Past studies suggest Himalayan bears behind Yeti

New Delhi: Footprints, claimed by the Indian Army in its twitter account to be of the "mythical beast Yeti", which were sighted by their expedition team near the Makalu Base Camp, Nepal, Tuesday, April 9, 2019. (Twitter/PTI Photo) (PTI4_30_2019_000053B)

A golden-brown hair sample collected from Ladakh once raised the hopes on finding a Yeti, but subsequent studies dashed such hopes.

Analysing the DNA of 37 so-called Yeti samples, a group of researchers from Europe and the USA found a perfect match for all but two among known animals. The two odd samples were from Ladakh and Bhutan.

The Ladakh sample was from an animal shot 40 years ago by an experienced hunter, who reported that its behaviour was very different from the brown bear (Ursus arctos) with which he was very familiar. The sample from Bhutan had 100% match with the DNA recovered from a Pleistocene fossil of an ancestor of polar bear (Ursus maritimus) that was alive more than 40,000 years ago but not to modern examples of the species.

The Bhutan sample was recovered from a high altitude (3,500 mt) bamboo forest that was identified as a nest of a migyhur, the Bhutanese equivalent of the yeti. The Ladakh sample hair were golden-brown, whereas the hair from Bhutan was reddish-brown in appearance.

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“It seems more likely that the two strands of hair are from either a previously unrecognised bear species or hybrids of two bear species,” the researchers reported in the Proceedings of Biological Sciences in August 2014.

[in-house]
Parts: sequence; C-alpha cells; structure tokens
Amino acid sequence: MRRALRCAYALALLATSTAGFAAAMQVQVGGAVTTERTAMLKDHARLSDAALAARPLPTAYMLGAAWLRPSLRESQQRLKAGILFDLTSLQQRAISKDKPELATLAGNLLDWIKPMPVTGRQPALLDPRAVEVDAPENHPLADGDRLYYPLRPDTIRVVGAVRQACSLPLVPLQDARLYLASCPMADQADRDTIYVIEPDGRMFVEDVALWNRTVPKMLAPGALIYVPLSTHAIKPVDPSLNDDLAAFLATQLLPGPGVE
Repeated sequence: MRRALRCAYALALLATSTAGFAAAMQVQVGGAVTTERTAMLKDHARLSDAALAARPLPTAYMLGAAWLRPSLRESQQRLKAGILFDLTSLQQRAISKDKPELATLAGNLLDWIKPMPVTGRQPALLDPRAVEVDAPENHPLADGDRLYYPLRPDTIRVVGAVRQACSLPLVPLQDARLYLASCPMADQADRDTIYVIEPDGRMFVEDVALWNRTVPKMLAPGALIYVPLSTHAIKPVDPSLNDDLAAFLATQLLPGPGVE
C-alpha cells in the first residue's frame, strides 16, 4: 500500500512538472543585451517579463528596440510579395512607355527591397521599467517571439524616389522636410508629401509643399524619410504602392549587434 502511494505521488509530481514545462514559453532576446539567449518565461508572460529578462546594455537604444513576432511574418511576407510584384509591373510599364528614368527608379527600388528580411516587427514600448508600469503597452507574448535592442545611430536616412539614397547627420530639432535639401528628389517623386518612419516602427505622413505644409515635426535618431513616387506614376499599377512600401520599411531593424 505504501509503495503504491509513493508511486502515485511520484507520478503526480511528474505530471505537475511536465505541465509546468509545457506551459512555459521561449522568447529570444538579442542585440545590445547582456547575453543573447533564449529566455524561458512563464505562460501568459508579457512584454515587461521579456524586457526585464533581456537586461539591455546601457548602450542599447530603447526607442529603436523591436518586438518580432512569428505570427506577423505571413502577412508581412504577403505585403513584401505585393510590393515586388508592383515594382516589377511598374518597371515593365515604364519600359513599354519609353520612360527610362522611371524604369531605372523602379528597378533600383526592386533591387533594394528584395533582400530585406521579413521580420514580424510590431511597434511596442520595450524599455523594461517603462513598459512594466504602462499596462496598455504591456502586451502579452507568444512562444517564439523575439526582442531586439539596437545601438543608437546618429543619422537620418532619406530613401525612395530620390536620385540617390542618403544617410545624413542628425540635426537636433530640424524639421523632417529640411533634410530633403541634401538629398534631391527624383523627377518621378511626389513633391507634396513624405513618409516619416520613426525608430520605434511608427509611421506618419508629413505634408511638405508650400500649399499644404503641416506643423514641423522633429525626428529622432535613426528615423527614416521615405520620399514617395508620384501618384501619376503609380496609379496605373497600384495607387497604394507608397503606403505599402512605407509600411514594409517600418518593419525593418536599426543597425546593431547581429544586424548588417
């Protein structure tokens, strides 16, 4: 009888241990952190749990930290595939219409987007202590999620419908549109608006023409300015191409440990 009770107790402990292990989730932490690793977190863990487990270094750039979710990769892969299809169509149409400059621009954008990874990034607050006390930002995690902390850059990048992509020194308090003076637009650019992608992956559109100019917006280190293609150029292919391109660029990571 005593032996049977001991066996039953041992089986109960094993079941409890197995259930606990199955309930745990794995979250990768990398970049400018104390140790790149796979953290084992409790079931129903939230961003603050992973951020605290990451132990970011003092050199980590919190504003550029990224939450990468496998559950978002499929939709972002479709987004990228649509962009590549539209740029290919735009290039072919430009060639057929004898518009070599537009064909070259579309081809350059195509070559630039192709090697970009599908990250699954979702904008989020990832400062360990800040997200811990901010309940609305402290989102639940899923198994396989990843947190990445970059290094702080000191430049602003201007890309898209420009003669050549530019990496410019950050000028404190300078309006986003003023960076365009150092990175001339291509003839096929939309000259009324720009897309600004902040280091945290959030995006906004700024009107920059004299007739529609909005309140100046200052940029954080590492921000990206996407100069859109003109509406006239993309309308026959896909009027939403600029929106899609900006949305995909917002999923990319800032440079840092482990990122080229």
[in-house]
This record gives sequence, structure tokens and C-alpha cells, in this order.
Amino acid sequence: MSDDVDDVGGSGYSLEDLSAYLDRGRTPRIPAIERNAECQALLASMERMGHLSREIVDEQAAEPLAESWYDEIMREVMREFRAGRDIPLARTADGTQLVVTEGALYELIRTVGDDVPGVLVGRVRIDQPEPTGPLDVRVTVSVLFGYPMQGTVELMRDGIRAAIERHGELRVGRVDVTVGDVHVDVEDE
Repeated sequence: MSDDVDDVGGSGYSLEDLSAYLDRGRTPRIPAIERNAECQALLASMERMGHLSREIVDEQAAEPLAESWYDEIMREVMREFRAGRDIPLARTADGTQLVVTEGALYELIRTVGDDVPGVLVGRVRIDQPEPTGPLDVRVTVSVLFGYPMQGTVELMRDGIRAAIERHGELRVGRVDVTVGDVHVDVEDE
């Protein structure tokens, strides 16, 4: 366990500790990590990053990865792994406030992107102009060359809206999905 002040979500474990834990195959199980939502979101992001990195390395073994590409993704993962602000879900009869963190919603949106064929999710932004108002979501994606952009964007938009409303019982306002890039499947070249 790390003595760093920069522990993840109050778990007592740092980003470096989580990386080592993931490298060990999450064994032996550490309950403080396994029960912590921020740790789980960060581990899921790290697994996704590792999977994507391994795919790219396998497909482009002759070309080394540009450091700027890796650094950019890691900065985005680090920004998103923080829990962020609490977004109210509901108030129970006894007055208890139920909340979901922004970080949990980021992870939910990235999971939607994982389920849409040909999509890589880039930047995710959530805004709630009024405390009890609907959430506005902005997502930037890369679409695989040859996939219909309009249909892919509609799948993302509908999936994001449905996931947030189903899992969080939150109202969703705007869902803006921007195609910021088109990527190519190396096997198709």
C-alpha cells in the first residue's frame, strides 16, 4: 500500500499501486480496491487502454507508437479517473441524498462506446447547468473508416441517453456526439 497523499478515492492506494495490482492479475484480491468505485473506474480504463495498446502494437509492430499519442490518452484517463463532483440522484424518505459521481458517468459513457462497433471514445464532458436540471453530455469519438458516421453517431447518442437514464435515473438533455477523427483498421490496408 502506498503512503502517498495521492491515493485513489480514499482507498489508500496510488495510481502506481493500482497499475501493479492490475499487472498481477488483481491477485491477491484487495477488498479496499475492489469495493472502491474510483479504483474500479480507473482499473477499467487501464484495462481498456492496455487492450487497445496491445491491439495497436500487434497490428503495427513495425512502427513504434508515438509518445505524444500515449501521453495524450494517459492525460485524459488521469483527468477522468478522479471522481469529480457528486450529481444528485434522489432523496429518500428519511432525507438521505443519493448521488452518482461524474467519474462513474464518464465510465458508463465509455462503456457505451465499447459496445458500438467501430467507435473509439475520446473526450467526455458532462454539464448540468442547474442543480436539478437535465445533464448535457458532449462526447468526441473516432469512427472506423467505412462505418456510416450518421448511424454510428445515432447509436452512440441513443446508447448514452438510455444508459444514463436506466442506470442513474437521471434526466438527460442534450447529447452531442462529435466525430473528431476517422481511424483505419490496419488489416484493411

“If these bears are widely distributed in the Himalayas, they may well contribute to the biological foundation of the Yeti legend, especially if, as reported by the hunter who shot the Ladakh specimen, they behave more aggressively towards humans than known indigenous bear species,” they wrote. “While it is important to bear in mind that absence of evidence is not evidence of absence and this survey cannot refute the existence of anomalous primates, neither has it found any evidence in support,” said the team led by Bryan Sykes of the Oxford University.

Three years later, another genetic analysis of the Yeti samples kept in museums around the world ruled out the possibility of a hitherto unknown hairy beast hiding in the snow-capped mountain, escaping people’s attention.

The scientists analysed nine Yeti specimens, including bone, tooth, skin, hair and faecal samples collected in the Himalayas and Tibetan Plateau.

Of those, one turned out to be from a dog. The other eight were from Asian bears — one from an Asian black bear, one from a Himalayan brown bear, and the other six from Tibetan brown bears, according to the study, published in November 2017 in the Proceedings of the Royal Society B.

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